It is the Passover sacrifice to the Lord, who passed over the houses of the Israelites in Egypt and spared our homes. Exodus 12:27
I love a good game of Scrabble. After one particular game, my friends named a move after me—calling it a “Katara.” I’d been trailing the entire game, but at the end of it—with no tiles left in the bag—I made a seven-letter word. This meant the game was over, and I received fifty bonus points as well as all the points from all of my opponents’ leftover tiles, moving me from last place to first. Now whenever we play and someone is trailing, they remember what happened and hold out hope for a “Katara.”
Remembering what has happened in the past has the power to lift our spirits and give us hope. And that’s exactly what the Israelites did when they celebrated Passover. The Passover commemorates what God did for the Israelites when they were in Egypt, oppressed by Pharaoh and his crew (Exodus 1:6–14). After they cried out to God, He delivered the people in a mighty way. He told them to put blood on their doorposts so the death angel would “pass over” their firstborn people and animals (12:12–13). Then they would be kept safe from death.
Centuries later, believers in Jesus regularly take communion as we remember His sacrifice on the cross—providing what we needed to be delivered from sin and death (1 Corinthians 11:23–26). Remembering God’s loving acts in the past gives us hope for today.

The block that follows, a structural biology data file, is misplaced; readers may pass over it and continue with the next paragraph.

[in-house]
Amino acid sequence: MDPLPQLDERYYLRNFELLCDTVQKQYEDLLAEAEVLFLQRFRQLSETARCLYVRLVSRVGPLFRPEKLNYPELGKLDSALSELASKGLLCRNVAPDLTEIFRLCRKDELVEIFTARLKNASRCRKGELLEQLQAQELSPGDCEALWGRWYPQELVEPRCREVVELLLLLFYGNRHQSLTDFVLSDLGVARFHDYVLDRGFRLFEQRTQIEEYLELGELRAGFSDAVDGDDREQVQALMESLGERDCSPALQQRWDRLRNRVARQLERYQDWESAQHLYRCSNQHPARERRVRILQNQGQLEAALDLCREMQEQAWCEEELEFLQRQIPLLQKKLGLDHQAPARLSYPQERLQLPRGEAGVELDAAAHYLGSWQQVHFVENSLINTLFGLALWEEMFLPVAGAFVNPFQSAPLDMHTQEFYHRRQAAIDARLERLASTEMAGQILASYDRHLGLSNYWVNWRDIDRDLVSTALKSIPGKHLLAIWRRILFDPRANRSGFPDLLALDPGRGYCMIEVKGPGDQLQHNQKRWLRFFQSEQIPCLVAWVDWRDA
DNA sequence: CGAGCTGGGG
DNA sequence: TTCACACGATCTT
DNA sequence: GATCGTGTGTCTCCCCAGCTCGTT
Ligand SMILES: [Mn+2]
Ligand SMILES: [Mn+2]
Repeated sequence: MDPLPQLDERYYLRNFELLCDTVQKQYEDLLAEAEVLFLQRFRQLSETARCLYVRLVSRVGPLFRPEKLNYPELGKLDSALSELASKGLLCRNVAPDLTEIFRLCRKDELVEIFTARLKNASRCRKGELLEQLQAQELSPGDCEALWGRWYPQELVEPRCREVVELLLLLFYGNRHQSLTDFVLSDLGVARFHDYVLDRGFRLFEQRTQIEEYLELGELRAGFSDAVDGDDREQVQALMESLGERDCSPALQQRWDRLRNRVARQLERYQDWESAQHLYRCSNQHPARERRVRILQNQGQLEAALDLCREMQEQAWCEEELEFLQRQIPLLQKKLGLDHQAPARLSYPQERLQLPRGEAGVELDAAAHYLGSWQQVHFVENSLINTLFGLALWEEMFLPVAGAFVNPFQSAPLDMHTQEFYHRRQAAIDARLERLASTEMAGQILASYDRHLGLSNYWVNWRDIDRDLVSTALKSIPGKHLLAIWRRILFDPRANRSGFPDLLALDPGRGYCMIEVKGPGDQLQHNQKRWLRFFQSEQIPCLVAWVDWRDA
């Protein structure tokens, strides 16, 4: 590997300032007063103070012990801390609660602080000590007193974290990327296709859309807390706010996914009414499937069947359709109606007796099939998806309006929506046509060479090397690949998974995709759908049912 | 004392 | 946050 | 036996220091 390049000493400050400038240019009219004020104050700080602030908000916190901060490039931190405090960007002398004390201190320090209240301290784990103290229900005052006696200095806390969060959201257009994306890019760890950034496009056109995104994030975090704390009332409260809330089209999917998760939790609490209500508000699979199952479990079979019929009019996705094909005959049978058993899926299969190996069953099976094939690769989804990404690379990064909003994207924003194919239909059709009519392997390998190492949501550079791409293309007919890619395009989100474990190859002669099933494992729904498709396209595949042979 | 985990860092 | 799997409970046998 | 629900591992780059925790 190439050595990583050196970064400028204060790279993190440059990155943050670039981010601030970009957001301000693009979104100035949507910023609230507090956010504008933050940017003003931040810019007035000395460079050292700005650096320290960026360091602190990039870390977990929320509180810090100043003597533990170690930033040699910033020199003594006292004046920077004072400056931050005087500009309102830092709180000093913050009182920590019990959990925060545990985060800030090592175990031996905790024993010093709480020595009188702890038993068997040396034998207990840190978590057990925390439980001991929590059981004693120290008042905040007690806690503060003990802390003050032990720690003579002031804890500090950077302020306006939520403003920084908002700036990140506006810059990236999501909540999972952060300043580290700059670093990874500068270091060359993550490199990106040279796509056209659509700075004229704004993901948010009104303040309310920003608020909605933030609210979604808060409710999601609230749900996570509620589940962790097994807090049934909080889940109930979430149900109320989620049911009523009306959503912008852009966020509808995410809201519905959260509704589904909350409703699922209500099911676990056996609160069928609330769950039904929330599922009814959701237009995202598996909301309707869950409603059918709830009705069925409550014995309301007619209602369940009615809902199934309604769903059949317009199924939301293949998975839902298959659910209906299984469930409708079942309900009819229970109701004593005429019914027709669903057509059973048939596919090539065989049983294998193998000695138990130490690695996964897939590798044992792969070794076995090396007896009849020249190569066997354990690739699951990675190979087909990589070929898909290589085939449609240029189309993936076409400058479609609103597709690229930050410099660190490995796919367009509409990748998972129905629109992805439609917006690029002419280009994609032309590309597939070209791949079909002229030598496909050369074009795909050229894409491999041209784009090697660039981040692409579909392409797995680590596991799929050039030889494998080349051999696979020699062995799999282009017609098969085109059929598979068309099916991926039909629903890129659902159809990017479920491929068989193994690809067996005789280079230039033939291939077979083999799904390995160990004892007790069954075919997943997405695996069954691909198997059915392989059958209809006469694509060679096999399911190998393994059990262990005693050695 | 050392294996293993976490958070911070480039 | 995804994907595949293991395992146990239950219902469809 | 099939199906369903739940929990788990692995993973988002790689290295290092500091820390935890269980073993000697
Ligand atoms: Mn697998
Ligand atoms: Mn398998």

How can you celebrate what God has done on your behalf? How can you offer hope to others from your past experiences?
I thank You, loving God, for all the marvelous works You’ve done on my behalf. Please give me the strength to focus on Your mighty acts when I need hope to keep going.
The point of the first Passover was substitutionary death: a spotless lamb sacrificed in place of the firstborn son. As with all elements of worship prescribed in the Old Testament, this points to the future Messiah who would be the once-for-all sacrifice for the entire human race. At the Passover observance we now know as the Last Supper, Jesus said, “This is my blood of the covenant, which is poured out for many for the forgiveness of sins” (Matthew 26:28). Hebrews 9:26 explains that “[Christ] has appeared once for all at the culmination of the ages to do away with sin by the sacrifice of himself.” The writer to the Hebrews concluded, “So Christ was sacrificed once to take away the sins of many; and he will appear a second time, not to bear sin, but to bring salvation to those who are waiting for him” (v. 28).